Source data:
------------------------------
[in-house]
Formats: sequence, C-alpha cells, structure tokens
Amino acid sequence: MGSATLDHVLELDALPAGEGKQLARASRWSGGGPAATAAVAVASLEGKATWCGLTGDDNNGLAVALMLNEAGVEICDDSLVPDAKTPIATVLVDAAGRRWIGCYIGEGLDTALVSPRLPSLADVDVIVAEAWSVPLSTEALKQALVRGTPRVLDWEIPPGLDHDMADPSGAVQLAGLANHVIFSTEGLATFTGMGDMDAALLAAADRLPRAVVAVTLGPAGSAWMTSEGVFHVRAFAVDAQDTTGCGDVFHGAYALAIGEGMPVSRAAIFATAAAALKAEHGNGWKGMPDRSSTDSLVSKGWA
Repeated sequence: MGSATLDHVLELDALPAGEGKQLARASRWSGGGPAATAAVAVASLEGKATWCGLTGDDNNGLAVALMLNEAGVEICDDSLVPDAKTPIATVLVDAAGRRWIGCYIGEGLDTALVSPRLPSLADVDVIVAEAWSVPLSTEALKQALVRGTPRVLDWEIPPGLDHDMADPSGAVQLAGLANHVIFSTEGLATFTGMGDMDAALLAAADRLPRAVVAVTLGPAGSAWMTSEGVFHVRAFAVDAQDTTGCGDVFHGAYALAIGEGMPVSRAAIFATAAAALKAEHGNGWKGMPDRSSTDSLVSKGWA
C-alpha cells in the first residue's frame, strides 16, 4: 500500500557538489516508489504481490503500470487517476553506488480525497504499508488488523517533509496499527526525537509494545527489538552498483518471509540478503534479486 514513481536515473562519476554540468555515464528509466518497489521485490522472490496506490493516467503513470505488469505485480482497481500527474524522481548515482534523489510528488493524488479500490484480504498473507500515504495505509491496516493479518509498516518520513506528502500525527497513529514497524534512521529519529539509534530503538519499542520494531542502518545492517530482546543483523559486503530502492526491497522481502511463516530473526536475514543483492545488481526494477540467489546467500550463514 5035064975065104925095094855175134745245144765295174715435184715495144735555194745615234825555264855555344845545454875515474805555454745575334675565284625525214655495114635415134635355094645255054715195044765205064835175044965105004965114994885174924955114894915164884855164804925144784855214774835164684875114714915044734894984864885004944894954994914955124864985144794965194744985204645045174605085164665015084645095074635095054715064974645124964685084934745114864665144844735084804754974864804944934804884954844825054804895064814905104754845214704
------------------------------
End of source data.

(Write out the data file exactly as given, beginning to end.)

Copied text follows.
[in-house]
Formats: sequence, C-alpha cells, structure tokens
Amino acid sequence: MGSATLDHVLELDALPAGEGKQLARASRWSGGGPAATAAVAVASLEGKATWCGLTGDDNNGLAVALMLNEAGVEICDDSLVPDAKTPIATVLVDAAGRRWIGCYIGEGLDTALVSPRLPSLADVDVIVAEAWSVPLSTEALKQALVRGTPRVLDWEIPPGLDHDMADPSGAVQLAGLANHVIFSTEGLATFTGMGDMDAALLAAADRLPRAVVAVTLGPAGSAWMTSEGVFHVRAFAVDAQDTTGCGDVFHGAYALAIGEGMPVSRAAIFATAAAALKAEHGNGWKGMPDRSSTDSLVSKGWA
Repeated sequence: MGSATLDHVLELDALPAGEGKQLARASRWSGGGPAATAAVAVASLEGKATWCGLTGDDNNGLAVALMLNEAGVEICDDSLVPDAKTPIATVLVDAAGRRWIGCYIGEGLDTALVSPRLPSLADVDVIVAEAWSVPLSTEALKQALVRGTPRVLDWEIPPGLDHDMADPSGAVQLAGLANHVIFSTEGLATFTGMGDMDAALLAAADRLPRAVVAVTLGPAGSAWMTSEGVFHVRAFAVDAQDTTGCGDVFHGAYALAIGEGMPVSRAAIFATAAAALKAEHGNGWKGMPDRSSTDSLVSKGWA
C-alpha cells in the first residue's frame, strides 16, 4: 500500500557538489516508489504481490503500470487517476553506488480525497504499508488488523517533509496499527526525537509494545527489538552498483518471509540478503534479486 514513481536515473562519476554540468555515464528509466518497489521485490522472490496506490493516467503513470505488469505485480482497481500527474524522481548515482534523489510528488493524488479500490484480504498473507500515504495505509491496516493479518509498516518520513506528502500525527497513529514497524534512521529519529539509534530503538519499542520494531542502518545492517530482546543483523559486503530502492526491497522481502511463516530473526536475514543483492545488481526494477540467489546467500550463514 5035064975065104925095094855175134745245144765295174715435184715495144735555194745615234825555264855555344845545454875515474805555454745575334675565284625525214655495114635415134635355094645255054715195044765205064835175044965105004965114994885174924955114894915164884855164804925144784855214774835164684875114714915044734894984864885004944894954994914955124864985144794965194744985204645045174605085164665015084645095074635095054715064974645124964685084934745114864665144844735084804754974864804944934804884954844825054804895064814905104754845214704